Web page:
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title:“Response to Elbridge Gerry's Objections by Rufus King and Nathaniel Gorham”
authors:Nathaniel Gorham, Rufus King
date written:1787-11-3

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Gorham, Nathaniel and Rufus King. "Letter to Elbridge Gerry's Objections by Rufus King and Nathaniel Gorham." Supplement to Max Farrand's The Records of the Federal Convention of 1787. Ed. James H. Hutson. New Haven: Yale University Press, 1987. 280-84. Print.
John Kaminski and Gaspare Saladino, eds, The Documentary History of the Ratification of the Constitution, Madison, 1981, 13:550-55.

Response to Elbridge Gerry's Objections by Rufus King and Nathaniel Gorham (November 3, 1787)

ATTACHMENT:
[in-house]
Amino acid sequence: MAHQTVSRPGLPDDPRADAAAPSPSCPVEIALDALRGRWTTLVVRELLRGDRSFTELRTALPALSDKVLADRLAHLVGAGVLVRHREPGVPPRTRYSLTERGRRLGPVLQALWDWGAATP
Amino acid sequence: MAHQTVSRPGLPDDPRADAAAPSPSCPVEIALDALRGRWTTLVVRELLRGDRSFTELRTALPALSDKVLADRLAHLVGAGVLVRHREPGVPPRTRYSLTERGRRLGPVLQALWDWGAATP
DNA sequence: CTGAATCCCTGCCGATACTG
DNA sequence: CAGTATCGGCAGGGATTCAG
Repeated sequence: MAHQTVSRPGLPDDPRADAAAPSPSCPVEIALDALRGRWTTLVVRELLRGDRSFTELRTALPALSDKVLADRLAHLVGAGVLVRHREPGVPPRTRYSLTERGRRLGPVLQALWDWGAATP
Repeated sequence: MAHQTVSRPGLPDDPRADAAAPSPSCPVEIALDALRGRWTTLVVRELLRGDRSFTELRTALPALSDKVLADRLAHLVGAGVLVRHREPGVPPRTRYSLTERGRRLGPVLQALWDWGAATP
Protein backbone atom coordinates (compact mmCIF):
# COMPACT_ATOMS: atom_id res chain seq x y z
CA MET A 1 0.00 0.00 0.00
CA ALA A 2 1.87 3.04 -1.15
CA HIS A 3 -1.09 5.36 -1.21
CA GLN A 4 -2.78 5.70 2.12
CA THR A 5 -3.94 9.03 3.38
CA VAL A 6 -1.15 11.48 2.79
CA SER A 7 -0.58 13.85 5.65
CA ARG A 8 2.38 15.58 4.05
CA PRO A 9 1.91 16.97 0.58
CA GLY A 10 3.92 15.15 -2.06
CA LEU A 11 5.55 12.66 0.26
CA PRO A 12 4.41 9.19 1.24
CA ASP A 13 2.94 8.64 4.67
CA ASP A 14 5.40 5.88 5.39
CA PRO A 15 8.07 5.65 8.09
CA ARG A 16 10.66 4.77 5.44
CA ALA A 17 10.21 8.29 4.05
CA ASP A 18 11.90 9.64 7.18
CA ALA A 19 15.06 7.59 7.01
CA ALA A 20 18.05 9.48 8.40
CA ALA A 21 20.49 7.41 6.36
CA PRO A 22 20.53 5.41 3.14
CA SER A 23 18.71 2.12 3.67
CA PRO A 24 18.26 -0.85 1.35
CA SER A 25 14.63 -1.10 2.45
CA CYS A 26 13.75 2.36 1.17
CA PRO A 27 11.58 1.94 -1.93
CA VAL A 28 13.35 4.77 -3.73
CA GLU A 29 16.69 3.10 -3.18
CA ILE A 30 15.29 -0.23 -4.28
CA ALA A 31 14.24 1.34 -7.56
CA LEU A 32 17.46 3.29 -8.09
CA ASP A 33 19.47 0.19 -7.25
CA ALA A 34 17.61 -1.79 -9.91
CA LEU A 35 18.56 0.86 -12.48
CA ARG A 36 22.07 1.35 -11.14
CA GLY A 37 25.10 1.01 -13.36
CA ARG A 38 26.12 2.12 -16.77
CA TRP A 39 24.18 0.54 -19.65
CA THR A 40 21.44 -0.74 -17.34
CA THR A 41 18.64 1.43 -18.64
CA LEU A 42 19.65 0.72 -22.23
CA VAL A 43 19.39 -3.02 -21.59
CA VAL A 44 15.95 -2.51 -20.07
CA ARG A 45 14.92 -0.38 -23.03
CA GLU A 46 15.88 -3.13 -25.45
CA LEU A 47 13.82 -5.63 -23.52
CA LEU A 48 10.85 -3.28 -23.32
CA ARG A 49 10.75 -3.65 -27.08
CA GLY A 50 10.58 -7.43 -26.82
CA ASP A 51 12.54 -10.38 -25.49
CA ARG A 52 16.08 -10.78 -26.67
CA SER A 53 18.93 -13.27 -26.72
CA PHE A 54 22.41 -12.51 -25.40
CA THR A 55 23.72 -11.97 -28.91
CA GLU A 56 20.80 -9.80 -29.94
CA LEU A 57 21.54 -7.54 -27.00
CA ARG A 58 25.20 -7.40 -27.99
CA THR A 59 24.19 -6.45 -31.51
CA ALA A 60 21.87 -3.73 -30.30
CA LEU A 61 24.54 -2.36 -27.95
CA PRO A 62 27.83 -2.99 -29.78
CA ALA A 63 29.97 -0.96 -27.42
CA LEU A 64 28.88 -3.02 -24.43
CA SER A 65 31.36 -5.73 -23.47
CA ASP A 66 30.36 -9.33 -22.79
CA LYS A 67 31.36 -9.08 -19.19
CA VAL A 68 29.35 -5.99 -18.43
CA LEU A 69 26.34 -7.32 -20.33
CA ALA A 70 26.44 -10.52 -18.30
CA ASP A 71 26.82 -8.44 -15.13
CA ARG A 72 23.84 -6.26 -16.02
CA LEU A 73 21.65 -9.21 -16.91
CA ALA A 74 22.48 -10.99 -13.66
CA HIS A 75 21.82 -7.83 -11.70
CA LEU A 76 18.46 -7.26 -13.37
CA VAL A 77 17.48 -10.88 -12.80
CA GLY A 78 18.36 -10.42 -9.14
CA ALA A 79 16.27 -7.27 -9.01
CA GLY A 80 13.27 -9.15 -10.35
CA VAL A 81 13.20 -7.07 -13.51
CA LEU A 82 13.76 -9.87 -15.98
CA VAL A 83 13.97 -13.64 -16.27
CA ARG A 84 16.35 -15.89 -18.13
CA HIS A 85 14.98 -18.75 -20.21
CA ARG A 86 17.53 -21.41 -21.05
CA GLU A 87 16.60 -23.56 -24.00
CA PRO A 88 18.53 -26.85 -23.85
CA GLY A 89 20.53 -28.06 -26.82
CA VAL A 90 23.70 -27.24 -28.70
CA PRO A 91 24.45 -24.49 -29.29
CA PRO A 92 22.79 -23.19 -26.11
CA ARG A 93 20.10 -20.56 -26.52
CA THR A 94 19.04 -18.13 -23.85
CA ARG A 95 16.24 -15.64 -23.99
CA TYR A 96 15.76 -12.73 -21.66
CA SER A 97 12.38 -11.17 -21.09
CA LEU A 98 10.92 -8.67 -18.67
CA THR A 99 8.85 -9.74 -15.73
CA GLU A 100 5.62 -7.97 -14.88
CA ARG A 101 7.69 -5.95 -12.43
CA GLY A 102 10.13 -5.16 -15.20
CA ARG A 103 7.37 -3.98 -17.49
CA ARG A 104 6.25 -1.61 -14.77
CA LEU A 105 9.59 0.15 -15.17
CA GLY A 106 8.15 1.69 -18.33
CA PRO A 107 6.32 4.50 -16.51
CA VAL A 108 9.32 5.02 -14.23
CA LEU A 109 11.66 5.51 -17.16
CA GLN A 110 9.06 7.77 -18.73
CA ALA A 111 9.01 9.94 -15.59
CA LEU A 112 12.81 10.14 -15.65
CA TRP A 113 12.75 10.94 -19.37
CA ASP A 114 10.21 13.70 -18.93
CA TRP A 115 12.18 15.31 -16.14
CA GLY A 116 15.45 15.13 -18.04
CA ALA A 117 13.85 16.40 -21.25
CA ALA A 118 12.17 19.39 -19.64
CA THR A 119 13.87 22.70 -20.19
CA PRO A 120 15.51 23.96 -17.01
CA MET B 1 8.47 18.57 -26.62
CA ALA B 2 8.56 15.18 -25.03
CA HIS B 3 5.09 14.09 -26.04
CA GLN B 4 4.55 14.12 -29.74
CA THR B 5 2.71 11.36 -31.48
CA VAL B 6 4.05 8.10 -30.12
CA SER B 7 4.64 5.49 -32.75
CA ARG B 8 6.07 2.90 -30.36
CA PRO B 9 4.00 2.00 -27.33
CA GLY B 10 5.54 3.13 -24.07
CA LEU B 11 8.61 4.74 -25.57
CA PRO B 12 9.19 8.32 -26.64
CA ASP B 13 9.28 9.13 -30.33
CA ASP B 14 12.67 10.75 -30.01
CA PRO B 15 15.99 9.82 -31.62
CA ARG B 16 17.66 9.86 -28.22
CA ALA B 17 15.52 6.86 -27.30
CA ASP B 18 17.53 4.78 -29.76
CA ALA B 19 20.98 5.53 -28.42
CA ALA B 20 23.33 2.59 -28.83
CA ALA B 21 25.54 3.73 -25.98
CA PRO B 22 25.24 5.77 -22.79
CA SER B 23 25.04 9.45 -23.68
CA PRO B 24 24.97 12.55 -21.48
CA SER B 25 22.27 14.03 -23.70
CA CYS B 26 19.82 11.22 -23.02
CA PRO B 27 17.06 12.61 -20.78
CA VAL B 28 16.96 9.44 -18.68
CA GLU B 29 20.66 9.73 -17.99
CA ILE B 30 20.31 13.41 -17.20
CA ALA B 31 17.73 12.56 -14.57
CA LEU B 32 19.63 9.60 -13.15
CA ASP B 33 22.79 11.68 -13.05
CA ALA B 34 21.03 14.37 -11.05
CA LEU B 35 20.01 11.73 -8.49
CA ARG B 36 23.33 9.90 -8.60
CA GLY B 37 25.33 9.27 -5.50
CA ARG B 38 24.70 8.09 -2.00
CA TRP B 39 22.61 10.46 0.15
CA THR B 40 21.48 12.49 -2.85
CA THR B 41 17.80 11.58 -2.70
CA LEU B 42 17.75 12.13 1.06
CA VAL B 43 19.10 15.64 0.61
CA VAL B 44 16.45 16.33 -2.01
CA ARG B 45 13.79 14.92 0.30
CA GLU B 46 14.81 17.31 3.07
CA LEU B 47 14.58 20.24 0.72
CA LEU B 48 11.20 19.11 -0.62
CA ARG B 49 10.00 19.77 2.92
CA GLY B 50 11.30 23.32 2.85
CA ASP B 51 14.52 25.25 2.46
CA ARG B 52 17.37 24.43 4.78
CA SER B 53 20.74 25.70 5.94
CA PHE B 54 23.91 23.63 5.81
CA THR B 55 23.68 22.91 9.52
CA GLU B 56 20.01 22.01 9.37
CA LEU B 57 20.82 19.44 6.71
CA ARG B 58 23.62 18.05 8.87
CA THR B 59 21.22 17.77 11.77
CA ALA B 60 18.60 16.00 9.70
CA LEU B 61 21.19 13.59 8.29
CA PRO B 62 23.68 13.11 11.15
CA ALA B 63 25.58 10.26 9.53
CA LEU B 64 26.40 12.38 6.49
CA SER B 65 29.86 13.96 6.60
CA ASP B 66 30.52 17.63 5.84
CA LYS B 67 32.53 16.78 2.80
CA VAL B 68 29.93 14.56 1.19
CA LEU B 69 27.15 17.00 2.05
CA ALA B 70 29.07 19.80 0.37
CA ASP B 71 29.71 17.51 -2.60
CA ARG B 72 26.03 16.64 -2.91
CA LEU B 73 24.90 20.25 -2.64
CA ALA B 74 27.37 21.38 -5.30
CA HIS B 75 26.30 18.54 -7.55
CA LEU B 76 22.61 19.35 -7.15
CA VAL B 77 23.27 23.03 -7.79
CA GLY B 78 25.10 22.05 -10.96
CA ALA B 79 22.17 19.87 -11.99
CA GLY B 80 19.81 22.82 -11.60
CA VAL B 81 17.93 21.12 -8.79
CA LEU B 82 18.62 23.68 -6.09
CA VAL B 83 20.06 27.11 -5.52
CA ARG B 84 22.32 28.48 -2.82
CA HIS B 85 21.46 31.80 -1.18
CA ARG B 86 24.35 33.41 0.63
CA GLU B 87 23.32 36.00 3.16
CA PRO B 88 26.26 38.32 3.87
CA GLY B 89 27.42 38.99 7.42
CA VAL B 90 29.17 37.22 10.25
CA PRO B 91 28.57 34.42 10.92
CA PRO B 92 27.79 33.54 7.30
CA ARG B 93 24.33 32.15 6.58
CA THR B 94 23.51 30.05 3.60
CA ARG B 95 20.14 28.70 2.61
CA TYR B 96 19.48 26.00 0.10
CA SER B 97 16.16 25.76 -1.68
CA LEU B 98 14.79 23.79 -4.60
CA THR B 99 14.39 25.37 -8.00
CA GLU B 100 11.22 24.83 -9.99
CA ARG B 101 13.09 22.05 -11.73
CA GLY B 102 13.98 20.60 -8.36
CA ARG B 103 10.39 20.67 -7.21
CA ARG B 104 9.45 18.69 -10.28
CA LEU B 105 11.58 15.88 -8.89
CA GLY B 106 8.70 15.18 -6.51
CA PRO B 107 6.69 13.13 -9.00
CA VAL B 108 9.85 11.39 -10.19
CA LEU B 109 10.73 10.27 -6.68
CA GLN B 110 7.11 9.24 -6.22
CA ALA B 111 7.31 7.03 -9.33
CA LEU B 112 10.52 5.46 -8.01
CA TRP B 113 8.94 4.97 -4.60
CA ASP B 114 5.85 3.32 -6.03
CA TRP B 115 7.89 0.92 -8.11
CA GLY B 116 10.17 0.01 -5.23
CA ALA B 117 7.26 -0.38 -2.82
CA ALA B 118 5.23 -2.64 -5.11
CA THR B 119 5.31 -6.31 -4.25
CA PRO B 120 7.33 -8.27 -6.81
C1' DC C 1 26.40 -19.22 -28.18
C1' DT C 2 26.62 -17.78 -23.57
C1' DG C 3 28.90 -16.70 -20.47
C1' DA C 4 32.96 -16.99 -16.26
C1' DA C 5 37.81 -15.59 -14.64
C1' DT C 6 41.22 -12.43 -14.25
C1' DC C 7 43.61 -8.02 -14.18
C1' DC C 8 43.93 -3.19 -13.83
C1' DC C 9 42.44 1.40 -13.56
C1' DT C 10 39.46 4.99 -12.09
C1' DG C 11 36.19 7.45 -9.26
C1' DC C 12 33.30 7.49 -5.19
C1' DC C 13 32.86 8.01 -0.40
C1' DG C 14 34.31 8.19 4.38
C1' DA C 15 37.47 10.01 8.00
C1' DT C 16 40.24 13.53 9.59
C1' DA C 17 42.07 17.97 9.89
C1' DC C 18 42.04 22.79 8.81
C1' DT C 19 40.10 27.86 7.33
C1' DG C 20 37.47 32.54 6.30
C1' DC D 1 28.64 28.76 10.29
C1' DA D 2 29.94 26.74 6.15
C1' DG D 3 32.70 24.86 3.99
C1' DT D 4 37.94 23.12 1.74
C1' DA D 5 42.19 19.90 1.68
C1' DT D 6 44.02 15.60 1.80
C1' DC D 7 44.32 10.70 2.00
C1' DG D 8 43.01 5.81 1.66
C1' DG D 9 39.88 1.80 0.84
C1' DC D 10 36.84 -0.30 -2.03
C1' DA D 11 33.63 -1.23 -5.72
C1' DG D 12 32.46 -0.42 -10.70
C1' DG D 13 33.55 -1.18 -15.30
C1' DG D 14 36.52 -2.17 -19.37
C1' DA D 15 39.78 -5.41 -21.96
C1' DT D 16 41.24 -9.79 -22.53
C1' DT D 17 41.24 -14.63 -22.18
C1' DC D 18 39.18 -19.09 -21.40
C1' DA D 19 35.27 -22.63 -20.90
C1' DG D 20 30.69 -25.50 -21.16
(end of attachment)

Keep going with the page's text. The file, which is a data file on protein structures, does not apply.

The provision in the report of the Convention authorises one Rep. for every 30,000 Inhab. (taken comformably to the Census) ascertained as is there proposed—from the best materials that have been collected the united States at this Time contain 3 mils. of Inhab. comprehending all the Free Inhabitants & 3/5 only of the Slaves—this number wd. give 100 Rep— it is true that the first house will consist of only 65 Members, but the Congress must cause the Numbers of Inhab. to be taken within 3 yrs, and may do it within one—If the present Numbers will give 100 Reps. and the Opinion is well founded which we take to be the Case, that the people of america double in 25 years, then in 25 years the Number of Reps may be 200, in 50 years 400, in 75 years 800, and in One Century i600—it is true that the (Compact) Rept. does not make it necessary that the Members shall be thus increased, in a direct proportion with the increase of the Inhab. but only declares that they shall not exceed one for every thirty thousand; they may be less, they may be in that proportion, but they cannot be more numerous—this indeed appears to us a sufficient provision to produce such a Repn. of the people in the house of Reps as will completely and safely accomplish the objects of their Appointment.1 The 2d objection (made by Mr. G.) "that the people have no security for the right of Election" is in our Judgment as destitute of foundation as the first—Mr. Gerry admits the right of Election to be well deposited. He agrees that only the Electors of Representatives to the most numerous Br. of the state Legislature ought to be Electors of Representatives to the federal Govt. and then asserts that the exercise of this Right vested by the Rept. in the Electors is not secured—we are at a loss to know how Mr. Gerry would support this assertion or where the Report is defective on this point—the Time place & manner of electing Representatives must in the first instance be prescribed by the state Legislatures, but the Congress may make or alter the regulations on this Subject,2 possibly Mr. G. may ground 1. Farrand printed an extract of this document under the date January 24, 1788 (2:368). In the document printed here, we have followed Farrand's style of enclosing in parentheses parts of the text that were crossed out in the original. 280 NOVEMBER 3, 1787 281 his Objection upon this authority's being vested in Congress—we wish to submit our remarks on this clause to your candid consideration—we agree and have always contended that the people ought to enjoy the exclusive right of appointing their Rep. but we also hold it an important principle that as it is of consequence to the Freedom of the people that they should possess the right of Election so it is essential to the preservation & Existence of the Government that the people should be bound to exercise it for this reason in the Constitution of Massachusetts not only the persons are clearly designated and their Qualifications ascertained, who may vote for Representatives, but the Genl. Court have a right to compel the Electors to exercise their rights of elections, and thereby to preserve the Government from Dissolution— If the Time place and manner of electing Representatives to the General Court was left entirely to the several Towns in the Commonwealth and if the constitution gave no power to the Genl. Court to require and compel the Towns to Elect Representatives, there wd. be a manifest defect in the Constitution, (and an omission in the Instrument of Government,) which agreeably to the Course of human Affairs (would) might in a short period subvert the Government—Town after Town from disaffection or other motives might refuse to elect Representatives, Counties & larger districts might combine against sending members to the General Court, (they might be disposed to divide the state, set up for separate states, and the Government might be in this silent manner be totally overthrown) and in this silent manner the Govt might be wholly destroyed—If these remarks are just as applying to this State and prove the propriety of vesting as the Constitution has done a power in the Genl. Court to compel the Electors to exercise their right of Election, they are equally just in Relation to Congress, and equally prove the propriety of vesting in that assembly a power to compel the Electors of the federal Representatives to exercise their rights and for that purpose if necessary to make Regulations concerning the Time place & manner of electing members of the H. of Reps— It may be said that the State Legislatures are more capable of regulating this subject than the Congress; that Congress may fix improper places, inconvenient Times, and a manner of electing contrary to the usual practice of the several States, it is not a very probable supposition that a law of this Nature shd. be enacted by the Congress but let the supposition be ever so probable as applied to cong. it is thirteen Times more probable that some one of the States may make these inconvenient Regulations than that Congress should enact them Congress will be interested to preserve the United States entire and to prevent a dismemberment—the individual States may some of them grow rich & powerful; and as the great members of the antient Confederacies have heretofore done, they may be desirous of becoming wholly independent of the Union and therefore may either omit 282 SUPPLEMENT TO FARRAND'S RECORDS to form any Regulations or Laws, concerning the Time place & manner of electing federal Rep. or they may fix on improper places, inconvenient Times, & a manner of Electing wholly disagreeable to the people. Should either of these cases take place, and no power be vested in Congress to revise their Laws or to provide other Regulations, the Union might be dismembered and dissolved, without a constitutional power to prevent it. But this revisionary power being vested in Congress, the States will make wise & prudent regulations on the Subject of Elections, they will do all that is necessary to keep up a Representation of the People; because they know that in case of omission the Congress will make the necessary provision for this Object-2 "Some of the powers of the Legis. are ambiguous & others indefinite & dangerous"—this clause contains an imputation so very general that no reply in detail can be attempted without commenting on every sentence wh. forms the Grant of powers to Congress—Most of the sentences are transcribed from the present confederation, and we can only observe that it was the intention and honest desire of the Convention to use those expressions that were most easy to be understood and lest equivocal in their meaning;3 and we flatter ourselves they have not been intirely disappointed—we believe that the powers are closely defined, the expressions as free from ambiguity as the convention could form them, and we never could have assented to the Report had We supposed the Danger Mr. G. predicts— The Executive is blended with & will have an undue influence over the Legislature—The same objection might be made agt. the constitution of this State, the executive & legislative powers are connected in the same manner by our constitution as they are said by Mr. G. to be blended in the Rept. of the Convention—when the Govr. objects to a Bill, it cannot become a law unless 2/3 of both branches afterwards concur in enacting it, the same must be done by the Congress provided the president objects— but as experience has not proved that our Executive has an undue influence over the Legislature—we cannot think the objection well founded.4 "5The judicial Department will be oppressive" a concise examination of the Report on this Subject may refute this unsupported Objection—The president with consent of the Senate will appoint the Judges—the Govr. with advice of Council appoints the Judges of this State—the Senate are in this instance in the nature of a Council to the President and if we have no reason to complain of the manner in wh. the Judges in this Commonwealth are appointed, from the great similarity in the two cases there seems to be no Ground of complaint agt. the manner of appointing the federal Judges—the Judicial Department is divided in to a supreme and inferior 2. Marginal note: "R. Island required by Cong. & refused to send Delegates." NOVEMBER 3, 1787 283 Courts—in a few enumerated instances the supreme Court have original & final Jurisdiction—in all the other cases which fall within the federal Judicial, the supreme court may or may not have appellate Jurisdiction as congress shall direct—for the appellate Jurisdiction of the supreme court is subject to such exceptions and regulations as Congress may think proper to establish or in other words Congress may determine what causes shall be finally tried in the inferior Courts, and in what causes appeals shall be allowed to the Supreme Court—But it may be said that in a triffling controversy between a Citizen of M. & N. H. or between the U. S. & a Citizen of any individual state, or in any of the cases where the Supreme Court have not original Jurisdiction, that either of the parties may carry the case by appeal from the inferior Court before the Supreme Court, and that the place of their Sessions may be at one extreme of the Union, and thereby the Department may become highly oppressive—The same Objection may be raised against the Judicial Department as established in our Constitution—Because the General Court may erect a supreme Court, Courts of common pleas, & Justices Courts it may be objected, that in a small cause cognizable by a Justice of the peace of the County of Lincoln between an inhabitant of Cumberland and an inhabitant of Lincoln, or in an excise or impost Cause between an Inhabitant of Lincoln & the Commonwealth, that either of the parties may appeal from the Court of Justice to the S. C. and that their Sessions may be fixed by the G. Court in Berkshire another extreme of the State; & thus the State Judicial may become oppressive—We again refute a remark made on a former occasion that as experience has not shewn this Oppression of the Judicial under the Constitution of this State, and as the General Court have from Time to Time made such laws as have prevented such oppression, we cannot but suppose that the Members of the federal Government will be actuated by motives equally pure, and that they will enact laws in like manner tending to the ease & happiness of the People. Distinction between the Power to make a law & the law When made (It is proper on this Subject to observe, that there is a distinction between the power to make a law & the law itself the report of the convention in this instance partakes of both in some instances it is a law, and in others merely an authority in pursuance of which Congress may enact Laws)6 Treaties of &c may be formed by the President wt. advice of 2/3 of a Quorum of senate (It is not improbable upon mature reflection that you will be of Opinion that) the clause as it stands in the report is two 3d. of the senators present—The Senate have power over their own members and can compel their attendance—if the senators are all present, then no Treaty can be formed without the Consent of Nine States or Eighteen Senators, and of the President—Under the present Confedn. Treaties of the highest importance can be formed by the Delegates of Nine States without the 284 SUPPLEMENT TO FARRAND'S RECORDS concurrence of any other person, so that if the Senators attend the Duties of their Office, and they may be compelled, instead of its being more easy as Mr. G. suggests to form Treaties it in Fact may be much more difficult than under the present Confederation, and in our Judgment the public Security will not only be increased, but the Objects of Treaties will far more probably be obtained by the powers of forming them being vested in the Prest. & 2/3 of the present Senators than by (their) remaining as is provided in the present Confedn. The Report requires the joint consent of both branches of Congress together with the Concurrence of the Presidt. to declare war—this is preferable to vesting that power in the President & Senate—and as war is not to be desired and always a great calamity, by increasing the Checks, the measure will be difficult—but as peace is forever to be desired, and can be alone obtained by Treaty it seemed preferable to trust it with the President & Senate— When the constitution vests in the Legislature "full power & authority to make and ordain all manner of wholesome & reasonable Orders, laws Statues, ordinances, directions & instructions" as is the case with the Consn. of this State (Cap. 1, Ar. 1. Sect. 4.),7 a Declaration or Bill of Rights seems proper, But when the powers vested are explicitly defined both as to quantity & the manner of their Exercise a Dec [larati] on or Bill of Rights is certainly unnecessary & improper— John Kaminski and Gaspare Saladino, eds., The Documentary History of the Ratif